Monday, August 23, 2010
Sleepless in Salem
Who were these people? Strangers to me, yes, but relatives just the same. What a stern looking bunch this group was! Did they have any fun? What a contrast to the other half of the family - my mothers line still waiting to be entered into its place in my little but ever growing collection.
What have I left out? Most data is coming from census records, birth certificates, obituaries and baptismal/confirmation records - not unusual sources. In fact, the most typical sources of information for a genealogist. Some, the best, from a second cousin I located off a message board on the internet some years ago. Strange that I got to meet and correspond with a first cousin of my fathers whom he had never met and probably had no knowledge of. Victim of a family littered with cut-offs and disconnects, her grandfather and mine had "fallen out" of touch as they did with their third brother. Some one hundred years later, their grandchildren, drawn by whatever yearning they had to search for family, became connected once again. Females this time and less prone to the sort of falling outs that characterize competitive brothers, the three of us exchanged what little we knew of our own grandfathers and compared notes on what we had head about the others. This association, while loosely formed, proved timely as one of the three, Joanie, "Fritzs" grandchild, passed away soon after. It was an honor to have gotten to know what little I did about her. A very private woman, she called frequently and talked for long periods of time from her home in Chicago, Illinois. We had made tentative plans to meet but were never able to finalize them. Ever thankful for having found her, I'll ever regret not having pushed harder to meet in person. Time wasted and an opportunity lost.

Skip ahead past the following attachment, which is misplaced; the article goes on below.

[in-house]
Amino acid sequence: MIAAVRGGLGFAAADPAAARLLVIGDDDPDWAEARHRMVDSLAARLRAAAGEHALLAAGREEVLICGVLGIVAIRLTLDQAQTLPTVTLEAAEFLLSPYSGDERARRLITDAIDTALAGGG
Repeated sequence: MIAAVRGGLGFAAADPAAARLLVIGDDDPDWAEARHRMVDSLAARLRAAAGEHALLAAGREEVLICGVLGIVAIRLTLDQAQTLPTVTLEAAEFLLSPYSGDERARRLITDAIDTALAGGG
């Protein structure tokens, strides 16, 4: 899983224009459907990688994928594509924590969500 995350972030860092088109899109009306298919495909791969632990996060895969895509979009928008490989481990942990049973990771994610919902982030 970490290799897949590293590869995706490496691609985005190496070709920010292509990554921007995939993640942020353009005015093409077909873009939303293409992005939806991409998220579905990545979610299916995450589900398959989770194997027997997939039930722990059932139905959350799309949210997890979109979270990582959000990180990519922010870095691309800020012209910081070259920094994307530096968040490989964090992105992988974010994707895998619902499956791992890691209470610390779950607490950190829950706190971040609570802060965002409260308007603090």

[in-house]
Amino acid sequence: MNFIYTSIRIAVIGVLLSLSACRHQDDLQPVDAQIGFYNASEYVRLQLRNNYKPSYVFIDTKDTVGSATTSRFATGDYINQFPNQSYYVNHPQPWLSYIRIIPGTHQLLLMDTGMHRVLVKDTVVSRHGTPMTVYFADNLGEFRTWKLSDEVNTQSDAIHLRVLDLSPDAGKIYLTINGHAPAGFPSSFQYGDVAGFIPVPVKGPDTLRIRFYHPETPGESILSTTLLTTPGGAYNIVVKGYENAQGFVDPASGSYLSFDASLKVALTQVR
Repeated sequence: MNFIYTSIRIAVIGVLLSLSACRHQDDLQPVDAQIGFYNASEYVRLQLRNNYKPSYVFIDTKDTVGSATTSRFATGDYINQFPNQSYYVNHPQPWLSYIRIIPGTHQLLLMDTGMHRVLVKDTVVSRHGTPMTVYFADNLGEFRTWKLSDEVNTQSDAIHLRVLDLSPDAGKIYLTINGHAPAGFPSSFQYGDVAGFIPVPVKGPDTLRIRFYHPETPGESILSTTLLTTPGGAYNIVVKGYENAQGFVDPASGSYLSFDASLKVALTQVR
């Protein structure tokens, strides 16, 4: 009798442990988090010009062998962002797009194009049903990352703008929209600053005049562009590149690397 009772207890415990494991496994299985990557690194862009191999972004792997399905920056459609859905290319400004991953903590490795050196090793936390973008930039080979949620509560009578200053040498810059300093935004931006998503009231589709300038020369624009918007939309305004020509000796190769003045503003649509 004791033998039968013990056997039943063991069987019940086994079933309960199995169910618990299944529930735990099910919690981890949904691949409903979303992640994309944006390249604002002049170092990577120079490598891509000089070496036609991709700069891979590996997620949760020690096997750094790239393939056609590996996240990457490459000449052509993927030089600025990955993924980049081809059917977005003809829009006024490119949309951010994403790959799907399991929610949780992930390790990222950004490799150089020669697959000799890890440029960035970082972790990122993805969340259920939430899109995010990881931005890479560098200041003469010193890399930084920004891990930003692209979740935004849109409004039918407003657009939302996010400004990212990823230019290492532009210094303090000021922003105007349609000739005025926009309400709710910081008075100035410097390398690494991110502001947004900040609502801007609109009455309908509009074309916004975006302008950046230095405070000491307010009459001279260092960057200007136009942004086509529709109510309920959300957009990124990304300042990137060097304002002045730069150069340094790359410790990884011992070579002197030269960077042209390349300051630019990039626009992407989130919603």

Even my mom was impressed by this collection of photos and information with details she never knew.
My dad, having died some years before, had never known this, his charming second cousin nor her mother, his first cousin. What fun they might have had together. Perhaps there might have been some photographs of smiling faces to link to these somber countenances.